“If you’re a quiet quitter, you’re a loser. You’re unAmerican,” O’Leary declared. “I don’t know where this started. It’s the worst idea I’ve ever heard … this is like a virus. It’s worse than COVID.” Worse than a global pandemic that has killed more than 6.5 million people? That is a very big statement but also one that highlights why many organizations are rushing to not only understand exactly what ‘quiet quitting’ is but doing everything they can to ensure it does not have a negative impact on their bottom lines.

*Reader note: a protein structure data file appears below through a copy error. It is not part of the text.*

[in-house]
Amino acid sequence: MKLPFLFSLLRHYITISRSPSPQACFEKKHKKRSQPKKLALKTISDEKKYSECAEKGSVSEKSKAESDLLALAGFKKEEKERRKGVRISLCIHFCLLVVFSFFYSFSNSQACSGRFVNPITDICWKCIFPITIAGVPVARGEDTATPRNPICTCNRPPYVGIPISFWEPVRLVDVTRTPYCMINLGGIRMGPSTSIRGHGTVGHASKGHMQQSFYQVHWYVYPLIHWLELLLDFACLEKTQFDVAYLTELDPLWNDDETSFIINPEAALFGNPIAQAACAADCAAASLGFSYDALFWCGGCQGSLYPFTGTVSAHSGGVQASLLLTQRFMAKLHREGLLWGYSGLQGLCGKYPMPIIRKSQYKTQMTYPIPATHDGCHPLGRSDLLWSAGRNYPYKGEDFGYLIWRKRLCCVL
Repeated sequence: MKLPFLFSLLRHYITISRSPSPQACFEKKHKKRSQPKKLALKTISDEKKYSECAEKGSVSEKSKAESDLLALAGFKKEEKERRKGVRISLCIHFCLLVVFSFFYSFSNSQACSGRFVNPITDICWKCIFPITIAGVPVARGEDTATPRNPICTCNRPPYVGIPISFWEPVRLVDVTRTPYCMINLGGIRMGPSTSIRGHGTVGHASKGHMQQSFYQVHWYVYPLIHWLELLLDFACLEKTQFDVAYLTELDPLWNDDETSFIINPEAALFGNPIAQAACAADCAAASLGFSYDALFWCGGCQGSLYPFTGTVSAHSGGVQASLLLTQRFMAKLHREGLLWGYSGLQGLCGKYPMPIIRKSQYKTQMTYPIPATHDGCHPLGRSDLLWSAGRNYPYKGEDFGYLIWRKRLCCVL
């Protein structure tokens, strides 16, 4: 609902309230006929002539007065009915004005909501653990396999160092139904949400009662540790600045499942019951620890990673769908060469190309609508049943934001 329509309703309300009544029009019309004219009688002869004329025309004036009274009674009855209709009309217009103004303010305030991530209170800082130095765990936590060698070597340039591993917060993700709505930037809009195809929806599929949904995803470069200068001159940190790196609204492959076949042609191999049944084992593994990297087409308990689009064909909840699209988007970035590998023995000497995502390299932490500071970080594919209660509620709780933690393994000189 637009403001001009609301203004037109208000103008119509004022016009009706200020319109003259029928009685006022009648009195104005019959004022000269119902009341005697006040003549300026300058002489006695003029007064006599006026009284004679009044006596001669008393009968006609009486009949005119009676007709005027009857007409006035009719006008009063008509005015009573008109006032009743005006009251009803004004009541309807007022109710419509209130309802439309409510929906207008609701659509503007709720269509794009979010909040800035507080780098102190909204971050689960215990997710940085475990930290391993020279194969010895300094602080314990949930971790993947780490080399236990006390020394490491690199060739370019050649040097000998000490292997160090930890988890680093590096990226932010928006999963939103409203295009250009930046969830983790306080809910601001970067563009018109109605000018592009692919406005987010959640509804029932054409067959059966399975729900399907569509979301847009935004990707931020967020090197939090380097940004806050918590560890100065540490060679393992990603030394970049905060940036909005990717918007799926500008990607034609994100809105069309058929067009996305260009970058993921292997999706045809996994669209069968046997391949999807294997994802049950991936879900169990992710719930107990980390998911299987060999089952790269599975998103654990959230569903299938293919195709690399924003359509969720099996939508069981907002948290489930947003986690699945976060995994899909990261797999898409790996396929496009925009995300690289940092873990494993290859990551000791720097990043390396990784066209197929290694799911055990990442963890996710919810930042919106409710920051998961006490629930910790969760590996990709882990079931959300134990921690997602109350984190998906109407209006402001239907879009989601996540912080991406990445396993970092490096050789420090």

Google ‘quiet quieting’ and you’ll find many definitions but it is probably best to look to the words of the person who helped send the term viral. TikTok user Zaiad Khan (@zaidleppelin) posted a video where he spoke of learning about a new concept “where you’re not outright quitting your job but you’re quitting the idea of going above and beyond.”
“You are still performing your duties,” the 24-year-old software engineer said. “But you are no longer subscribing to the hustle culture mentality that work has to be your life. The reality is it’s not and your worth as a person is not defined by your labor.”